Hello John,

This was discussed before, when we moved from self-hosted svn to GitHub-hosted 
git, but I'm not sure there are public archives of all discussions.

As far as I remember, the main points to tackle are:

1. Does GitHub allow "anonymous triage" i.e. labelling, closing, and reopening 
issues by non-committers? I think there was a recent announcement in this area. 
I didn't check the details. Previously, bot-powered workarounds were suggested, 
but they wouldn't provide a good user experience. You want discoverable 
buttons, not a cheat sheet of magic comments.

2. Does the GitHub UI scale to thousands of issues? In theory, any 
classification system can be reproduced with namespaced labels e.g. 
"component:ORM", "status:ready-for-checkin", etc. In practice, it's unlikely to 
be as convenient as what currently exists on Trac.

Perhaps it's just me, but I always found GitHub issues hard to use when I had 
more than on page of issues. Indeed, at that point, I need a labelling system 
to filter issues. Then I need to keep all the rules of that system in my head 
instead of having the UI guide me — and prevent me from infringing the system...

3. How do we migrate issues history from Trac to GitHub? Preserving comment 
authorship doesn't seem obvious, especially for authors who don't have the same 
username on Trac and GitHub or authors who don't have a GitHub account.

Initially an effort was made to sync usernames of core devs between Trac and 
GitHub to prevent security problems but that's a small subset of contributors.

4. Are we still able to export everything from GitHub and move on to the next 
thing? Perhaps there's an obvious answer. I didn't look. Usually Django takes a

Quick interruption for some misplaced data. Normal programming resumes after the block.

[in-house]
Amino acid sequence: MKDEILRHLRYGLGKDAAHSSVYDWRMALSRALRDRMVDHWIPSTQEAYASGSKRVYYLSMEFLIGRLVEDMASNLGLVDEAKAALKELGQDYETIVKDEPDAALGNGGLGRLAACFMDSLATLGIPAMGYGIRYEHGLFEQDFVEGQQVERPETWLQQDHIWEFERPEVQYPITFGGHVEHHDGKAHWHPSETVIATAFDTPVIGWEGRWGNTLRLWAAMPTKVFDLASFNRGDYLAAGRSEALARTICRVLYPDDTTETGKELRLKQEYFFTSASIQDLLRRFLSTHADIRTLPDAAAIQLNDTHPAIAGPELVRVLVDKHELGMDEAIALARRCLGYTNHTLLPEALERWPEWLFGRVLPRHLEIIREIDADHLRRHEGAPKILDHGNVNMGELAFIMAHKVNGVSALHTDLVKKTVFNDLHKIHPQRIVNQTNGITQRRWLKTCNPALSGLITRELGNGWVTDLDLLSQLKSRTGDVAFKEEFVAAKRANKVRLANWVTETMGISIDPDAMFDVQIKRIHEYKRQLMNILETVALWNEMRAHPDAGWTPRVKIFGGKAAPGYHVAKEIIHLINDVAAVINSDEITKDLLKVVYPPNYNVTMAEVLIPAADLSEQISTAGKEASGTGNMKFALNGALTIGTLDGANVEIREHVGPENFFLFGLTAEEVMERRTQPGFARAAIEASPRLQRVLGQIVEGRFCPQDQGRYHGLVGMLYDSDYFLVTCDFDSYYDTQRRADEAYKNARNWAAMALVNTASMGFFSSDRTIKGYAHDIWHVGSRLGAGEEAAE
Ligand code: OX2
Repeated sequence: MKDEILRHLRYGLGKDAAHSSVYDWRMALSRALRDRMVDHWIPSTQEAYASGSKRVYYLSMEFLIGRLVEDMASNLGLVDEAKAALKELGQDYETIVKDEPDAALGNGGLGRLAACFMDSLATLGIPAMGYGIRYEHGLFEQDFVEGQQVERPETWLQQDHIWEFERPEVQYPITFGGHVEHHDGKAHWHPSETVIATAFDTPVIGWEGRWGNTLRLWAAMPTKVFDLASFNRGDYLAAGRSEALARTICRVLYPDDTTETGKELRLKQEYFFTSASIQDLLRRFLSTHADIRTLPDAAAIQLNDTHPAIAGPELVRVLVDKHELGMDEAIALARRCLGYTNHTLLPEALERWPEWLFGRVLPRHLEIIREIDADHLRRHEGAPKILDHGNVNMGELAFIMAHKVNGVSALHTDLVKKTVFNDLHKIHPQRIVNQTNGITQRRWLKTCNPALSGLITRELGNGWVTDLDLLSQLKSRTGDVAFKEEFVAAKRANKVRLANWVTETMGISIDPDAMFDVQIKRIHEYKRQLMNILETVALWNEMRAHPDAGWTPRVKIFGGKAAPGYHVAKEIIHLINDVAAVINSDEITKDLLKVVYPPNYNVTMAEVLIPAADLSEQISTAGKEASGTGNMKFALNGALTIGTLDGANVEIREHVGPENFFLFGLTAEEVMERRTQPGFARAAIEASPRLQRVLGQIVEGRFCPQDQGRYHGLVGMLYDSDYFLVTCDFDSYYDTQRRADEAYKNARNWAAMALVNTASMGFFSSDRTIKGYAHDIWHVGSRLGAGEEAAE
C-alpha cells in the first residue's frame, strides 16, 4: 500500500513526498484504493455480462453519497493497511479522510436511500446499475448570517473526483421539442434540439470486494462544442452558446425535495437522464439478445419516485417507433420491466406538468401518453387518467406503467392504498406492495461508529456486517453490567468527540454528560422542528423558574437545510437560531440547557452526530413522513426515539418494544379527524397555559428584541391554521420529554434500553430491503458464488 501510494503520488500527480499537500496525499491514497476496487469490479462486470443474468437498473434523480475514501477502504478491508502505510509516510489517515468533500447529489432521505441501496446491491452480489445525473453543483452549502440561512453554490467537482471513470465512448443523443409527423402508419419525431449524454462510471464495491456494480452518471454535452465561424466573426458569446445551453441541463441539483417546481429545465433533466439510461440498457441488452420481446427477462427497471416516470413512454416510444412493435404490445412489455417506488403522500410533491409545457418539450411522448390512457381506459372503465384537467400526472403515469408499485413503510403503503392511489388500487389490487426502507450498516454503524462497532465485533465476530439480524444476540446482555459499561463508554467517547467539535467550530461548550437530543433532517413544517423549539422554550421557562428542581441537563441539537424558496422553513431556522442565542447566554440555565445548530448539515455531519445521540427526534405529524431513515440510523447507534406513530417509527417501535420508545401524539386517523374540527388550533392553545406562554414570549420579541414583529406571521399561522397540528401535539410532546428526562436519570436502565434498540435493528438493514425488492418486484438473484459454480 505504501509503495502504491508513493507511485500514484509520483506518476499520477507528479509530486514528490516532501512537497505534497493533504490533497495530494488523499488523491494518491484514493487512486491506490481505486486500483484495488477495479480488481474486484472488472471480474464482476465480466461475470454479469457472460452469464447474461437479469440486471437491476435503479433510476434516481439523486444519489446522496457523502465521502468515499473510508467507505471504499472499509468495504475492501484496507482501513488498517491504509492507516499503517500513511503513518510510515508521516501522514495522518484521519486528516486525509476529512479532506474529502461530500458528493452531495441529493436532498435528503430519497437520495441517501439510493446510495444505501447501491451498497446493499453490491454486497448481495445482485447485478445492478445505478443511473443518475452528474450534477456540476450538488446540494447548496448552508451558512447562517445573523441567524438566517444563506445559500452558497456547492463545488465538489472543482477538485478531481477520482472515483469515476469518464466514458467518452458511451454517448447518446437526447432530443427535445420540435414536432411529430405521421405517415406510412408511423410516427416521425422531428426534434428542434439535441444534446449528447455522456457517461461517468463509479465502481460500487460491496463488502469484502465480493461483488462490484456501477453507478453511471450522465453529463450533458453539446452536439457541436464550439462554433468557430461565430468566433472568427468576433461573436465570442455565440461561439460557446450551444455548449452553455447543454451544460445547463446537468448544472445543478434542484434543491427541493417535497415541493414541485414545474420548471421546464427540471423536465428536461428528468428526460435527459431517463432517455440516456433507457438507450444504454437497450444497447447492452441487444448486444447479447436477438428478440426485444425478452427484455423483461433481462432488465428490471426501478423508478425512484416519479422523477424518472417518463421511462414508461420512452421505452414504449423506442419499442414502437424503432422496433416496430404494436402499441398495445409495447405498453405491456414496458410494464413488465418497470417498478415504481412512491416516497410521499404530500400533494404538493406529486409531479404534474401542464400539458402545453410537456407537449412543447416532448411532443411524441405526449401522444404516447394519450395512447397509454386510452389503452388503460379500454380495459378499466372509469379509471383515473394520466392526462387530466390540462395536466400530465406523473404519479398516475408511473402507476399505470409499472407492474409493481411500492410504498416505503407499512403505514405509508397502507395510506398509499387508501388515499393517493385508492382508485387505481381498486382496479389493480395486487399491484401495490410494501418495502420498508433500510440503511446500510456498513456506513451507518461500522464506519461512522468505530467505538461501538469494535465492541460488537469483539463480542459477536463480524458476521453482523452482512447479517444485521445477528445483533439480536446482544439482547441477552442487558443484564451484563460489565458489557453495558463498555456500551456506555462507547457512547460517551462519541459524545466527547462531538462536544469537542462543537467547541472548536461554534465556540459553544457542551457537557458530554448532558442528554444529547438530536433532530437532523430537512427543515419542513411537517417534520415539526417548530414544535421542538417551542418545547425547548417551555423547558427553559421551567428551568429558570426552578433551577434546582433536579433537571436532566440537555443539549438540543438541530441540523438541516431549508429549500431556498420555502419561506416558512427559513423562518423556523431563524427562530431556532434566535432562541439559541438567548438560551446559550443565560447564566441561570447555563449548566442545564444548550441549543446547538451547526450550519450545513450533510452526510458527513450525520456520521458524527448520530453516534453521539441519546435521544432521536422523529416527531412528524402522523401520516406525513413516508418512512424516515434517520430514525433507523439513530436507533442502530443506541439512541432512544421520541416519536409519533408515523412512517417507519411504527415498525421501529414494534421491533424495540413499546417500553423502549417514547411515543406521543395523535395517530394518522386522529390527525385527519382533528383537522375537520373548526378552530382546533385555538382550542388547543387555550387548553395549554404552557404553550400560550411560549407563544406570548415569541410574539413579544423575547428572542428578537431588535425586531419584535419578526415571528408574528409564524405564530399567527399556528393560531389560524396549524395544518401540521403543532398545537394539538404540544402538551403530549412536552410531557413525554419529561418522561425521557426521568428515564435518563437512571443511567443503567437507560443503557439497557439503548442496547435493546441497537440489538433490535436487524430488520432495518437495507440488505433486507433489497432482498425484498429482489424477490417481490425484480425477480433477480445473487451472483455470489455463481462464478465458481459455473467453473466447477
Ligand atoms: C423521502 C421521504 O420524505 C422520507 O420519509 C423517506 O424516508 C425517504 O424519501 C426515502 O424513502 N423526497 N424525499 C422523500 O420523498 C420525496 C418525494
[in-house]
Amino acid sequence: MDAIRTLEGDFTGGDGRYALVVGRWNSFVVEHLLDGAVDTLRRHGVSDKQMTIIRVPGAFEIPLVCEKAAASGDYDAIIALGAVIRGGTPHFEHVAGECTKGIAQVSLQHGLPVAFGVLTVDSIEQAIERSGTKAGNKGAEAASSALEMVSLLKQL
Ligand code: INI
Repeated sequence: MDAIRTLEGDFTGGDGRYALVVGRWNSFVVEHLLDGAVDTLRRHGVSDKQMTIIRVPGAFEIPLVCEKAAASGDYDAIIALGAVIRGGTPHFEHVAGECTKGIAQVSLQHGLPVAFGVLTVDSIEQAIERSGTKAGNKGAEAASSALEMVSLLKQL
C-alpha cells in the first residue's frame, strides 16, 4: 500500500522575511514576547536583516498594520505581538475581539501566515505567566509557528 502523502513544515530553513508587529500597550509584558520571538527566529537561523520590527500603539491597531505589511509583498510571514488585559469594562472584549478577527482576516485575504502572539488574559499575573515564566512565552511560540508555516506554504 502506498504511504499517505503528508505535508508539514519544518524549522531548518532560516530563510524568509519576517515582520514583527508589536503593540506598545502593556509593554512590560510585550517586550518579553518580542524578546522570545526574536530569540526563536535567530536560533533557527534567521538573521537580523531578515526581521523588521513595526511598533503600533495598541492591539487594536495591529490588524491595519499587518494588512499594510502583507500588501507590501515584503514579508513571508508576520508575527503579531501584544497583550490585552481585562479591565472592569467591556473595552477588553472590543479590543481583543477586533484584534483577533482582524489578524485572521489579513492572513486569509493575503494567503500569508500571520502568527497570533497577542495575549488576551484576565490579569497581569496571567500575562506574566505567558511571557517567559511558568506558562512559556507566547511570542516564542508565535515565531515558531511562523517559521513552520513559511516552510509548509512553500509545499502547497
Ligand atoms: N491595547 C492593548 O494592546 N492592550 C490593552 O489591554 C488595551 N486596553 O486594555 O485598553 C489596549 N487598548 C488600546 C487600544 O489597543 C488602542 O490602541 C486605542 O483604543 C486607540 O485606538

pragmatic position: we won't reject GitHub outright because it isn't open 
source. However, we wouldn't want to lock ourselves into a platform we don't 

Who would have bet, three years ago, that GitHub would be the property of 
Microsoft today? What if Microsoft sells it to Oracle in three years? It's nice 
to keep our options open :-)

We put the code there because we were confident that we could pull the git 
history. Then everyone started using pull requests, which was likely a good 
thing, but wasn't really planned or thought through, and I don't think we can 
export PR comments meaningfully. GitHub did some good vendor lock in there.

5. How do we preserve links to SVN commits? Currently, they're redirected on 
https://code.djangoproject.com/ with this nginx rule:

    rewrite ^/changeset/(\d+)/?$ https://www.djangoproject.com/svntogit/$1/ 

and then redirected again by this application:


It would be nice to preserve these links in issues copied from Trac to GitHub, 
which probably means pre-processing comments to rewrite links.

There may be more, but that's what comes to mind!

A process DEP 
 is the way to go to propose this change.

Best regards,


> On 7 Aug 2019, at 08:24, John Gooding <ja.good...@gmail.com> wrote:
> I'd like to propose moving Django issues to github and make a real decision 
> on it here in this thread. If there has been a recent discussion on this I 
> apologize, but searching for issue tracking / github links to about every 
> thread ever posted here.
> I believe this would lower the barrier to entry and to help promote community 
> involvement. People are already there, people already use it, and we already 
> do pull requests there. Now I could be wrong here, but I also feel that it 
> would improve and promote discussion about changes and feature additions to 
> Django, because right now they are pretty hidden away in the current system. 
> I'd also like to see the inclusion of a "discussion" label or similar for 
> issues. I think many of the conversations here on this forum would be much 
> better off as github issues. I see a lot of great stuff, and it's not clear 
> at all what the status is, has it moved forward, been officially denied? etc. 
> If they are github issues they will have definitive resolutions, whatever it 
> may be, and links to relevant code, PR's etc if needed.
> I think there is a huge amount to gain by consolidating the ticket system and 
> many of the discussions on this forum into github's issue tracker. I don't 
> see any reason why it wouldn't be wroth the effort, and we only have much to 
> gain as a community from it. But that's just my 2 cents. I'd love to hear 
> what others think, for or against it.
> John
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